For example, to build a generic configuration for the Sandpoint board, use this command:
make sandpoint_defconfig

linux-2.6.11.6/arch/ppc – This is the starting directory for all the architecture dependent code for the PowerPC.

linux-2.6.11.6/arch/ppc/boot – This directory has all the code for the Linux boot loader. The file, head.S is the first program called by the BIOS to begin loading the Linux OS.

linux-2.6.11.6/arch/ppc/boot/images – After the build, this directory contains the combination Linux boot loader, kernel, and optional RAM disk. It is called zImage or zImage.initrd.

linux-2.6.11.6/arch/platforms – This directory contains the low level code for initializing the board. Generally, there is a source (.c) and a header (.h ) file, which contains the low level code to continue to bring up the kernel. For the Sandpoint board, these files are sandpoint.c and sandpoint.h. These are the files that have to be copied, renamed, and modified for your board (platform). linux-2.6.11.6/include This directory contains header files for all the supported architectures.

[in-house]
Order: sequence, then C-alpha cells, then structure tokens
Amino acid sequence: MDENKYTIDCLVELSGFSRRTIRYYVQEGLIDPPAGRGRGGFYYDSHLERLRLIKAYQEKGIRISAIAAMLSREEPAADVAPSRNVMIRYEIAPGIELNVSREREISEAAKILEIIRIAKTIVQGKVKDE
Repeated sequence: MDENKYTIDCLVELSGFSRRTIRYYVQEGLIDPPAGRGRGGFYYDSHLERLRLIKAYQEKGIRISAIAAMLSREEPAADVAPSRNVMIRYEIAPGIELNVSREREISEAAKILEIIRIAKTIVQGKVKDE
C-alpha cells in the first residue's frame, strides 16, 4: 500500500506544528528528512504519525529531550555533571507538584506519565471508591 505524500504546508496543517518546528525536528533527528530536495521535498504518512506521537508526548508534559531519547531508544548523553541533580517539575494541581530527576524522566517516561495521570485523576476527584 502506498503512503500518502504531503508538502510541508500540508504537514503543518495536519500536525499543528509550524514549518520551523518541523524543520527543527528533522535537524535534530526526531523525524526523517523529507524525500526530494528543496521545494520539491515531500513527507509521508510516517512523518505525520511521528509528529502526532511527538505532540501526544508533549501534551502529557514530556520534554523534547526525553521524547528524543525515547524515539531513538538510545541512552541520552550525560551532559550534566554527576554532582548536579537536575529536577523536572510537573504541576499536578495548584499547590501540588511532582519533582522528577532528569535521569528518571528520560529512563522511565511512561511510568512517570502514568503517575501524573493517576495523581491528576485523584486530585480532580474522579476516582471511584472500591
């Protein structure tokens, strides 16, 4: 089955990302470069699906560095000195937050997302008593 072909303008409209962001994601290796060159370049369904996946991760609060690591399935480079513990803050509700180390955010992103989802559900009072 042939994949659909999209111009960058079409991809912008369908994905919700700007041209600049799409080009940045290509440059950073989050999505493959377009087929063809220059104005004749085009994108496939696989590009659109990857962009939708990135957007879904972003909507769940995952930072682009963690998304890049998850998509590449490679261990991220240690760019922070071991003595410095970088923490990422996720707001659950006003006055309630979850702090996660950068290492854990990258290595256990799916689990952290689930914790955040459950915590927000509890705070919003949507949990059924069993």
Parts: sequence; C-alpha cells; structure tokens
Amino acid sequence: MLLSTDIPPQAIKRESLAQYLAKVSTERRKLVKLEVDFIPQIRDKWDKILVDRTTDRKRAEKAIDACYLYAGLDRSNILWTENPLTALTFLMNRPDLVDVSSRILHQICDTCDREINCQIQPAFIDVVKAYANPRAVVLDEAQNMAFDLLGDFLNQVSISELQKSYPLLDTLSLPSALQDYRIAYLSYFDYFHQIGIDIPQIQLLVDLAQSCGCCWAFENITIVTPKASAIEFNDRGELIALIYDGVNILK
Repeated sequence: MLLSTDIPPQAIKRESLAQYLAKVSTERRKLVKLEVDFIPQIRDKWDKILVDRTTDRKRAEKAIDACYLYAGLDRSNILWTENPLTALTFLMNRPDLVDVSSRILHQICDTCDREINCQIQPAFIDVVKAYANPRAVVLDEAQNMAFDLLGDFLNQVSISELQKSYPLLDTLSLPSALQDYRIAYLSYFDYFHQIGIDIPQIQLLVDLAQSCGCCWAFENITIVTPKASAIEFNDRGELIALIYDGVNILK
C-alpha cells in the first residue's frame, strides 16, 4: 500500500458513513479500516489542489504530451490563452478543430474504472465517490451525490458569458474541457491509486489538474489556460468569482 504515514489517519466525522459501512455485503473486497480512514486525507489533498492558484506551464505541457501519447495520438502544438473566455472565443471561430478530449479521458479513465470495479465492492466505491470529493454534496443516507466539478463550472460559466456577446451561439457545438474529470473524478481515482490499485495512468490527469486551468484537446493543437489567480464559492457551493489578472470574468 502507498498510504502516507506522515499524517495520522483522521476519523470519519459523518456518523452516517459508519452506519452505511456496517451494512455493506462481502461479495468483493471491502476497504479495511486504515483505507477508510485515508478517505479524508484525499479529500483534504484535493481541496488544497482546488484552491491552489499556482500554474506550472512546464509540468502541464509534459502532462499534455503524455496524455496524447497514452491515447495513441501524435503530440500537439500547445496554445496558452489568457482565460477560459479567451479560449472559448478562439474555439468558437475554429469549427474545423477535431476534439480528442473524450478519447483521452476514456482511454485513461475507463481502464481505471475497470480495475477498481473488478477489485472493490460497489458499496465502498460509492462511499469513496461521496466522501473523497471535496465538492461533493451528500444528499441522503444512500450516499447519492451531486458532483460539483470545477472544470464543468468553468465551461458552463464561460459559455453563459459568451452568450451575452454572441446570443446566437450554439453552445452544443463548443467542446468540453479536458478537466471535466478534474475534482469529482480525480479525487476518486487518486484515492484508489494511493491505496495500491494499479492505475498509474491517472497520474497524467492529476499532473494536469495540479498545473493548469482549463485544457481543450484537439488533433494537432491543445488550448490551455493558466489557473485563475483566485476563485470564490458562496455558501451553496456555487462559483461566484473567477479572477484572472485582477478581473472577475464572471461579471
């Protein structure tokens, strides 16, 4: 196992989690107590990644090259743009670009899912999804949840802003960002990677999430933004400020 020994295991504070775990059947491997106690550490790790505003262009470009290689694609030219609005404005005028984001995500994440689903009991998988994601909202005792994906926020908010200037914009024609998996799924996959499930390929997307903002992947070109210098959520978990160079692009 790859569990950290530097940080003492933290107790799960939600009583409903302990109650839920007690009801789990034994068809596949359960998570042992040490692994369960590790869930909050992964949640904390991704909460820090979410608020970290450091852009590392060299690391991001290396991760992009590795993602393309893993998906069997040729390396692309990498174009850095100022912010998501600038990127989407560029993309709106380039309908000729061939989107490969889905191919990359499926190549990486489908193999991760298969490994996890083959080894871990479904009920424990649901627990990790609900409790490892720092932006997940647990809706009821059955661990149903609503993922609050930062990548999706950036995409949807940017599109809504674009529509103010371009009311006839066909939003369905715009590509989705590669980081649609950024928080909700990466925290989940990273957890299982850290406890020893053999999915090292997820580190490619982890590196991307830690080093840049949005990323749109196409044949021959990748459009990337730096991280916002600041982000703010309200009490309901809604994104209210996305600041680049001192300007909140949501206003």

During the make menuconfig phase, a soft link, asm points to the correct architecture header files. In the PowerPC case, asm -> asm-ppc.

Note: These include files are specific to the kernel and are different and are not interchangeable with the standard gcc include files normally found in /usr/include.

linux-2.6.11.6/arch/ppc/kernel – This is the architecture dependent code for the kernel, such as head.S, the CPU specific start up code, cputable.c, the description of all known PowerPC processors, and many other source files.

2. Building linux kernel Image

2.1 Development Environment

1. Download “tc-mtwk-lnx-e500-sp-3.4.3-1.i686.rpm ” from http://www.bitshrine.org/gpp/